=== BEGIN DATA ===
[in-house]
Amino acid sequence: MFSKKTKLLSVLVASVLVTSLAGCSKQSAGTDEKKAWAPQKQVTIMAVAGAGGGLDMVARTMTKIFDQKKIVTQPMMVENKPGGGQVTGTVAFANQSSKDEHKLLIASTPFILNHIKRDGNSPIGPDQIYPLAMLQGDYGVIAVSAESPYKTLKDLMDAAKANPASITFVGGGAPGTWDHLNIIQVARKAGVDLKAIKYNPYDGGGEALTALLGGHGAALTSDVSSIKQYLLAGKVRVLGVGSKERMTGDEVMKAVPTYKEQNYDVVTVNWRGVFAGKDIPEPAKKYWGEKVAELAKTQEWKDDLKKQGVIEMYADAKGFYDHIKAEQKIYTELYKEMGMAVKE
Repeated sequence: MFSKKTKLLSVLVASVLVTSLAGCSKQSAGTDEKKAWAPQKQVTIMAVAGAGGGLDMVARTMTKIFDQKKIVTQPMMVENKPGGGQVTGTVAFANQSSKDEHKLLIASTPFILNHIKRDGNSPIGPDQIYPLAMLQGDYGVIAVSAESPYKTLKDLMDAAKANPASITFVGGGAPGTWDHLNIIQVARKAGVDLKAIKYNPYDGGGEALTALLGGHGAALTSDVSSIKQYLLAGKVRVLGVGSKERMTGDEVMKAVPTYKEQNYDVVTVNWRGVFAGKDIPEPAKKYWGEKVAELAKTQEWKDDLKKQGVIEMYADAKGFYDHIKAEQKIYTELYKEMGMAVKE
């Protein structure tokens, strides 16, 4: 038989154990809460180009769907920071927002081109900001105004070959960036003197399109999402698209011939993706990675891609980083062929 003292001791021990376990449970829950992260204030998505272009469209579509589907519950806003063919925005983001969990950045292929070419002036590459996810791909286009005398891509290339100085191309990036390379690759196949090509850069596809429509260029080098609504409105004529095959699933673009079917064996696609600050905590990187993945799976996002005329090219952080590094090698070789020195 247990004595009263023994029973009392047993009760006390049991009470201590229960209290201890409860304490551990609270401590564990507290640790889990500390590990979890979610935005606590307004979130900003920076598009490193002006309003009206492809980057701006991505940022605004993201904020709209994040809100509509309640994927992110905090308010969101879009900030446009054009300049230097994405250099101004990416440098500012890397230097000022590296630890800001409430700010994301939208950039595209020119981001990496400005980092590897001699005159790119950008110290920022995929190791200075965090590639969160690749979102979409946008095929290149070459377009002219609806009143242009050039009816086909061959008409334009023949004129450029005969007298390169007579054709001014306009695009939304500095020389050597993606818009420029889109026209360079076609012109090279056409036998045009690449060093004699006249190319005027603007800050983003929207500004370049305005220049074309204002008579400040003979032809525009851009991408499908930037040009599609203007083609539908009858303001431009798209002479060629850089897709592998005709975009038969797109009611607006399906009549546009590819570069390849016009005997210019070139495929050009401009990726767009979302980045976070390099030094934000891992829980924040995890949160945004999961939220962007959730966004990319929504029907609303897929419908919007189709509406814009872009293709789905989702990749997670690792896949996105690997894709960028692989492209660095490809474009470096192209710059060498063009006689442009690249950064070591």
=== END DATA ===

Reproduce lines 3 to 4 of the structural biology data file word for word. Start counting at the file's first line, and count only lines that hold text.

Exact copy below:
Repeated sequence: MFSKKTKLLSVLVASVLVTSLAGCSKQSAGTDEKKAWAPQKQVTIMAVAGAGGGLDMVARTMTKIFDQKKIVTQPMMVENKPGGGQVTGTVAFANQSSKDEHKLLIASTPFILNHIKRDGNSPIGPDQIYPLAMLQGDYGVIAVSAESPYKTLKDLMDAAKANPASITFVGGGAPGTWDHLNIIQVARKAGVDLKAIKYNPYDGGGEALTALLGGHGAALTSDVSSIKQYLLAGKVRVLGVGSKERMTGDEVMKAVPTYKEQNYDVVTVNWRGVFAGKDIPEPAKKYWGEKVAELAKTQEWKDDLKKQGVIEMYADAKGFYDHIKAEQKIYTELYKEMGMAVKE
């Protein structure tokens, strides 16, 4: 038989154990809460180009769907920071927002081109900001105004070959960036003197399109999402698209011939993706990675891609980083062929 003292001791021990376990449970829950992260204030998505272009469209579509589907519950806003063919925005983001969990950045292929070419002036590459996810791909286009005398891509290339100085191309990036390379690759196949090509850069596809429509260029080098609504409105004529095959699933673009079917064996696609600050905590990187993945799976996002005329090219952080590094090698070789020195 247990004595009263023994029973009392047993009760006390049991009470201590229960209290201890409860304490551990609270401590564990507290640790889990500390590990979890979610935005606590307004979130900003920076598009490193002006309003009206492809980057701006991505940022605004993201904020709209994040809100509509309640994927992110905090308010969101879009900030446009054009300049230097994405250099101004990416440098500012890397230097000022590296630890800001409430700010994301939208950039595209020119981001990496400005980092590897001699005159790119950008110290920022995929190791200075965090590639969160690749979102979409946008095929290149070459377009002219609806009143242009050039009816086909061959008409334009023949004129450029005969007298390169007579054709001014306009695009939304500095020389050597993606818009420029889109026209360079076609012109090279056409036998045009690449060093004699006249190319005027603007800050983003929207500004370049305005220049074309204002008579400040003979032809525009851009991408499908930037040009599609203007083609539908009858303001431009798209002479060629850089897709592998005709975009038969797109009611607006399906009549546009590819570069390849016009005997210019070139495929050009401009990726767009979302980045976070390099030094934000891992829980924040995890949160945004999961939220962007959730966004990319929504029907609303897929419908919007189709509406814009872009293709789905989702990749997670690792896949996105690997894709960028692989492209660095490809474009470096192209710059060498063009006689442009690249950064070591």